The milestone number has been passed a year ahead of growth targets, the company said. The FT introduced a paywall for its online content back in 2002, one of the first newspapers to do so. The move was a bold one at the time, introducing readers to the idea of payment for content they had come to regard as free.
The New York Times introduced its paywall in 2011 after years of deliberation. It now has more than three million digital-only subscribers.
The FT’s online subscriber base now accounts for over three-quarters of its circulation, although the company says the famous pink-paper edition is still profitable. The FT’s operating revenues were lifted to £383m in 2018, and operating profits to £25m, Reuters reported.
CEO John Ridding commented: “We have reached this record by developing a winning strategy, shared and supported by our owners Nikkei, who themselves now count more than 650,000 digital subscribers. By pioneering a subscription model and investing in digital transformation, we have proved that quality journalism can be a quality, growth business.”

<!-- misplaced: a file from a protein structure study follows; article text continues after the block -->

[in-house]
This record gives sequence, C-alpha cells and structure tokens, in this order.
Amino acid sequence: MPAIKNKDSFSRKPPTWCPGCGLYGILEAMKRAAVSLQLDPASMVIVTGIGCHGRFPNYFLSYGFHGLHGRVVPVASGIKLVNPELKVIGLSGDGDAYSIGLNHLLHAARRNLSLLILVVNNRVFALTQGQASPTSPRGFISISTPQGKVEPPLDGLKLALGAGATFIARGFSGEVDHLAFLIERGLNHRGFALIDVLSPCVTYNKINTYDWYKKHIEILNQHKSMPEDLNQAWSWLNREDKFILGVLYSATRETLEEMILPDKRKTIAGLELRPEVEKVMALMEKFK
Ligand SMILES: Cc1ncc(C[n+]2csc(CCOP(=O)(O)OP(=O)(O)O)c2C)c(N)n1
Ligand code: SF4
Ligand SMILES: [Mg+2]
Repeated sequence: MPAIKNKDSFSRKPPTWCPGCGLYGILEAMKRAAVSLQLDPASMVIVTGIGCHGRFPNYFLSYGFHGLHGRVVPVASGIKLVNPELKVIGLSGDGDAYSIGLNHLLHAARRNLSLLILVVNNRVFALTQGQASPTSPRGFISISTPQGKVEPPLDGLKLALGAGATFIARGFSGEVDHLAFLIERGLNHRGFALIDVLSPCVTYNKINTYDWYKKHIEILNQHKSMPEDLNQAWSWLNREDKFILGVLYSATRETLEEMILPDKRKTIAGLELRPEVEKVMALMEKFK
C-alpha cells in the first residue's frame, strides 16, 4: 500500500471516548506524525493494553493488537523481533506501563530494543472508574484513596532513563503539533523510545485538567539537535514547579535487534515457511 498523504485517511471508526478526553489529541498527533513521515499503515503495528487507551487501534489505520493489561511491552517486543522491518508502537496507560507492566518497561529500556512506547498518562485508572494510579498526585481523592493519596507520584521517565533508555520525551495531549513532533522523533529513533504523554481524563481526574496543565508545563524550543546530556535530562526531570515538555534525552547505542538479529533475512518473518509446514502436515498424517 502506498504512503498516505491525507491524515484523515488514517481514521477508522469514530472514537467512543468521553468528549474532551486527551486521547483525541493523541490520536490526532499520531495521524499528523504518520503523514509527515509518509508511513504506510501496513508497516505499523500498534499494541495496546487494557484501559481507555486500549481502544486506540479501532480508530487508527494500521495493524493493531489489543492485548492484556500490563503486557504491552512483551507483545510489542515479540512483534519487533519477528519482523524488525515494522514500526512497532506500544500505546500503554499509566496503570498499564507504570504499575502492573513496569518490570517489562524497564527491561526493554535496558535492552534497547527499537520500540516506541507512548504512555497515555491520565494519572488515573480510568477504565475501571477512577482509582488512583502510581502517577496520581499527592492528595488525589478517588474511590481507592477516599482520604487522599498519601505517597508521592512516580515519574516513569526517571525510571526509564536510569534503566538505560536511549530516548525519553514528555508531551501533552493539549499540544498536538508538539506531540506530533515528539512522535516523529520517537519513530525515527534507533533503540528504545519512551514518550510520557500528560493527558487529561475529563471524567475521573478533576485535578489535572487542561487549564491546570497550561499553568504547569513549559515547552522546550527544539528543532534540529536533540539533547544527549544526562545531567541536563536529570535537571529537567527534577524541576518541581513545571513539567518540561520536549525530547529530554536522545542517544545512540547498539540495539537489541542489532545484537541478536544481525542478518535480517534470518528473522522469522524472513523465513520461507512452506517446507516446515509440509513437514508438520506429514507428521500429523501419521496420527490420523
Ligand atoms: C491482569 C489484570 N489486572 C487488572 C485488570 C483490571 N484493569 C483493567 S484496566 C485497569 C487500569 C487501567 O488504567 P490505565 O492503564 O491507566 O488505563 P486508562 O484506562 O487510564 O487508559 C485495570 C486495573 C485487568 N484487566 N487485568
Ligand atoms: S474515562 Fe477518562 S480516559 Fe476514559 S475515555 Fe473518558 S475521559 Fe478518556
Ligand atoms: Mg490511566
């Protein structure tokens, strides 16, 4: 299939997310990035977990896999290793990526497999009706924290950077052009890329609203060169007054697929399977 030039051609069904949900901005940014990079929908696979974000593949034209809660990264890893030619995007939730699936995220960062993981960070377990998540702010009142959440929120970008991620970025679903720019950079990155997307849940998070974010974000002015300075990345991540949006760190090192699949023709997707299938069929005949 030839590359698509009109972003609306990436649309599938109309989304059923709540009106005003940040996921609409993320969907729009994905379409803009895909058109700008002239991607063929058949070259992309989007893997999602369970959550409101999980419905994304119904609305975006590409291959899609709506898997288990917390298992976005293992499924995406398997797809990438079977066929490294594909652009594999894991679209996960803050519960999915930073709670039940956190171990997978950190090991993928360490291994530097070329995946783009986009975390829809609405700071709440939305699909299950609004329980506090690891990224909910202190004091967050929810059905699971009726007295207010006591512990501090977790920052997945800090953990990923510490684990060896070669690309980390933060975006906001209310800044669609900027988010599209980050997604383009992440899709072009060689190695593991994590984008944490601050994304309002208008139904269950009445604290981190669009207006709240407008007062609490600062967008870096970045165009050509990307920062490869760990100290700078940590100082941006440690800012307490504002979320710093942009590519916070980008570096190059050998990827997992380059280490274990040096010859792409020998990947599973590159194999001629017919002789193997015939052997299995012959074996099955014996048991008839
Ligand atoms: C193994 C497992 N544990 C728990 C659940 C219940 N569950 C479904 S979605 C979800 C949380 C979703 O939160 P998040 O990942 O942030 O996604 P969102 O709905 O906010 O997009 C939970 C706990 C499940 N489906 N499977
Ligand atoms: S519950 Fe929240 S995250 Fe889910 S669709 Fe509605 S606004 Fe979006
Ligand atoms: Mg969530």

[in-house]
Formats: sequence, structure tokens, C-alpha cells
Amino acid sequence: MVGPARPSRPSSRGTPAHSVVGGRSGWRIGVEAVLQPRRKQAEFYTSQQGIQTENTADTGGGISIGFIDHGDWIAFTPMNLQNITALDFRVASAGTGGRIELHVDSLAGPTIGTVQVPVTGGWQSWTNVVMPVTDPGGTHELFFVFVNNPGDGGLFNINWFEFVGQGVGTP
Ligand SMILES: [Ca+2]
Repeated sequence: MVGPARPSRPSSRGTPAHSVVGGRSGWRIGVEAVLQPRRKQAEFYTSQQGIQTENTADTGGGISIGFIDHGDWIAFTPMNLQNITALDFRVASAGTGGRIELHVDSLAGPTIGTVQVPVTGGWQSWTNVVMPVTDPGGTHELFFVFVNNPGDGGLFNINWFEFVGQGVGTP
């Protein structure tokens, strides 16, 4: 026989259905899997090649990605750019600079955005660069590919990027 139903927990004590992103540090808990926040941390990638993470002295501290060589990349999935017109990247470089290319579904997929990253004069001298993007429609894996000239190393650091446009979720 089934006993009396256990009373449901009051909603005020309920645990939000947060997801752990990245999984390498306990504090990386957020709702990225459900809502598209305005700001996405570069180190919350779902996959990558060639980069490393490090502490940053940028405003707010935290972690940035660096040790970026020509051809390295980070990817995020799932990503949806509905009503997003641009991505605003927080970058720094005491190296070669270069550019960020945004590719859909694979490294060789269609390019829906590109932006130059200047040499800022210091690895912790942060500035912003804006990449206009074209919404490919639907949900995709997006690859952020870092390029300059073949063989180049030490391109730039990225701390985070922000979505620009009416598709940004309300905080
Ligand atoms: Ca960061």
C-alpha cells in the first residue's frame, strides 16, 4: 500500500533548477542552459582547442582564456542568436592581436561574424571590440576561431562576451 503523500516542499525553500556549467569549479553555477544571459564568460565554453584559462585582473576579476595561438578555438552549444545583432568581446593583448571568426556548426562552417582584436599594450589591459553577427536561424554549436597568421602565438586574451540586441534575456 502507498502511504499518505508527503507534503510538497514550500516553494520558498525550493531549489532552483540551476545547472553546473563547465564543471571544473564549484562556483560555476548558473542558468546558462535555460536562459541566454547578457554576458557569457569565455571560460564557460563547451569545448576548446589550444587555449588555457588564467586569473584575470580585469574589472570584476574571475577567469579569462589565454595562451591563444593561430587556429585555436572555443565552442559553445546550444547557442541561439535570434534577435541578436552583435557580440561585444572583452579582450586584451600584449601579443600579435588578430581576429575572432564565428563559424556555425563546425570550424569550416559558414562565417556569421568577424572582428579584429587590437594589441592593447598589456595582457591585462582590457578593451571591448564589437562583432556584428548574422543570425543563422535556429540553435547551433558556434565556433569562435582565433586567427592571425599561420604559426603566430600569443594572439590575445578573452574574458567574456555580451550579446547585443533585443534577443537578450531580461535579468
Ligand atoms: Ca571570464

The news comes following an announcement by the company last month of its further diversification into the live events business, with the purchase of a controlling stake in the consumer publisher The Next Web.
The deal means the FT will have ownership of the Dutch media company’s site, The Next Web, and the TNW Conference, a yearly event attracting some 17,500 people from around 3,500 companies, Digiday reported.
The acquisition will add to the FT’s own global events business, FT Live, which hosts 150 different events annually in categories ranging from the FT Innovation Summit in New York, to Managing Assets for UK Insurers.
Earlier this year, data from the Reuters Institute for the Study of Journalism confirmed that advertising was now no longer news publishers’ main source of revenue.
A survey of 163 senior publishing figures revealed that only 35% said ads would provide their primary online revenue stream in 2019. Display ads, cited by 27% of executives, were most popular, compared to native advertising’s 8%.
As the importance of advertising revenue declines, news publishers would focus on subscription income, with ads playing a supporting role.
Sourced from Reuters, Digiday, Reuters Institute for the Study of Journalism